What are your thoughts on print v. web or electronic publishing? Everyone has predicted the demise of the book for so long -- but print still seems the medium with more gravitas than electronic.
John Dalton, Hannah Tinti and Claire Tristram: Hannah: Personally, I'm a fan of print, and using the Web in conjunction with it. With Web magazines, you can't read anything for too long because it strains the eye. Poetry works well, short-short fiction, but you can't read a novel online. Plus there's the tactile sense of having something you can carry with you. For One Story, it's a print magazine, and we use our Web site to post q-and-a's with authors, and it works very well for us.
What was that first moment when you realized you were going to be published like? What went through your mind?
John Dalton, Hannah Tinti and Claire Tristram: Claire: When I was writing it, I was prepared not to be published because of what I wanted to write. I didn't want to write a happy-ending book, and that would be easier getting published.
So for me it was a great happy feeling. A great publisher picked it up and I got a chance to be heard that way. I was at my mother-in-law's and she took a picture of me when I got off the phone with my agent, and I look very happy. It's very close to how I looked on my wedding day.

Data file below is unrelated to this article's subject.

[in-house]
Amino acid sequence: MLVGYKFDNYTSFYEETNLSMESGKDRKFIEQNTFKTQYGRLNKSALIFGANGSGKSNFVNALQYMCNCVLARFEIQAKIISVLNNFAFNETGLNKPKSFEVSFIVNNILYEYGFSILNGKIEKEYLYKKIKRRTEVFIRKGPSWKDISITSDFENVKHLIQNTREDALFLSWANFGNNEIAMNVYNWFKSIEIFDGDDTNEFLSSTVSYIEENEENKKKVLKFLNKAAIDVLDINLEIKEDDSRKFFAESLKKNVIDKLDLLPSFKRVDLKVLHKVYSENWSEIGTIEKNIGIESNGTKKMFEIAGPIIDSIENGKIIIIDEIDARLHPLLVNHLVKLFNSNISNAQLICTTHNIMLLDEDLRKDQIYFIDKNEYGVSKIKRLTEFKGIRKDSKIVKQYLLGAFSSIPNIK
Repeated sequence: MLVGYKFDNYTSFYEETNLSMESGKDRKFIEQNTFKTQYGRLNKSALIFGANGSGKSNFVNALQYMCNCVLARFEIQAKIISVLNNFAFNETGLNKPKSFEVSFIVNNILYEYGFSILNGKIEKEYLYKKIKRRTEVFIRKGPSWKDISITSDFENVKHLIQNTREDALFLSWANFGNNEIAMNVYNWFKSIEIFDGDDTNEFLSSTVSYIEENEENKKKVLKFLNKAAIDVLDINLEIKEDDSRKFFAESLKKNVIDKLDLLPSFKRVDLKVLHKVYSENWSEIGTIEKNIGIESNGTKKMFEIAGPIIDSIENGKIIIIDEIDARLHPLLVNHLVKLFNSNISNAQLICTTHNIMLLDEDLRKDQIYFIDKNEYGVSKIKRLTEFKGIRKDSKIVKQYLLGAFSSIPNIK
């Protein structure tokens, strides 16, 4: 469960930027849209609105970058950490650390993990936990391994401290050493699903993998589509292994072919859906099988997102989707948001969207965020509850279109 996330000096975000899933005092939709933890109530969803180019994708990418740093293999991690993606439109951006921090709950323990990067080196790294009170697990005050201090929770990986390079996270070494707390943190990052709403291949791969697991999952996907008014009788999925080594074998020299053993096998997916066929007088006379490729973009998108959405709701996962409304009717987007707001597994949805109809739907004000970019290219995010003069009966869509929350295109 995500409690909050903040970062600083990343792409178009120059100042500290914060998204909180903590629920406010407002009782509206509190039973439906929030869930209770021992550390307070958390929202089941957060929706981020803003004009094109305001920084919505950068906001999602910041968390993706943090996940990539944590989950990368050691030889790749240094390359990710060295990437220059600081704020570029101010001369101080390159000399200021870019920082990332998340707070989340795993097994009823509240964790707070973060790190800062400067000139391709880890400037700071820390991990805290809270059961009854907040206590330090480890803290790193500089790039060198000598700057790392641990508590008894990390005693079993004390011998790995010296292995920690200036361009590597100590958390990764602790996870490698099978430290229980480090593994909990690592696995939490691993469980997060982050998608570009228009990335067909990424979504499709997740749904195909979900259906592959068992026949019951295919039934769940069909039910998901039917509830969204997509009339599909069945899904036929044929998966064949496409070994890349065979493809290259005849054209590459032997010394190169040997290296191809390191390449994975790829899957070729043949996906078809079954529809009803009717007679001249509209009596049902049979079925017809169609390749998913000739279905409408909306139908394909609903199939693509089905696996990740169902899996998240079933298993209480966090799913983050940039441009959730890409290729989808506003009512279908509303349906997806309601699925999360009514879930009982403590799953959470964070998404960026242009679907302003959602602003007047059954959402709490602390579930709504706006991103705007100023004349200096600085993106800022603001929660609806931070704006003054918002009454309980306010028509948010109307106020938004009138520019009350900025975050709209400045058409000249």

John: When you spend eight years writing a novel, you're taking a real gamble with your life. You're not doing what all your friends are doing, establishing themselves in a career, having kids. I feel like I survived the gamble by the skin of my teeth.
I was happy, but it was much more rewarding to me as I went through the publishing process. Moments like holding the book in your hands was more powerful than when I found out it was sold. I never really believe that anybody would read the book aside from my family, and I'm still finding it strange that someone I don't know and have no connection to is reading the book. And it's very pleasing, it's very satisfying.
Hannah: The very first time I was published was in a magazine. It sounds very strange, but since that was the first time everything pales in comparison. I came home from work and on my machine was a message from Lois Rosenthal, who was editor of Story Magazine. I still have the little answering machine tape with her message on it. It is a validation of a gamble that you take with your life. I had worked so hard and for so long on the book. And you make a lot of personal sacrifices in your life in order to be a writer. And so it was thrilling to think, I was right in making this choice.
Bearing those winsome thoughts in mind, we will close today's edition of "Off the Page." Thanks to Claire, Hannah and John for coming online today.
Join us in two weeks, when our guest is E.L. Doctorow, who will talk about his new book, SWEET LAND STORIES.
Remember, you can get regular news about "Off the Page" guests and schedules by signing up for our e-mail list. E-mail me at firstname.lastname@example.org.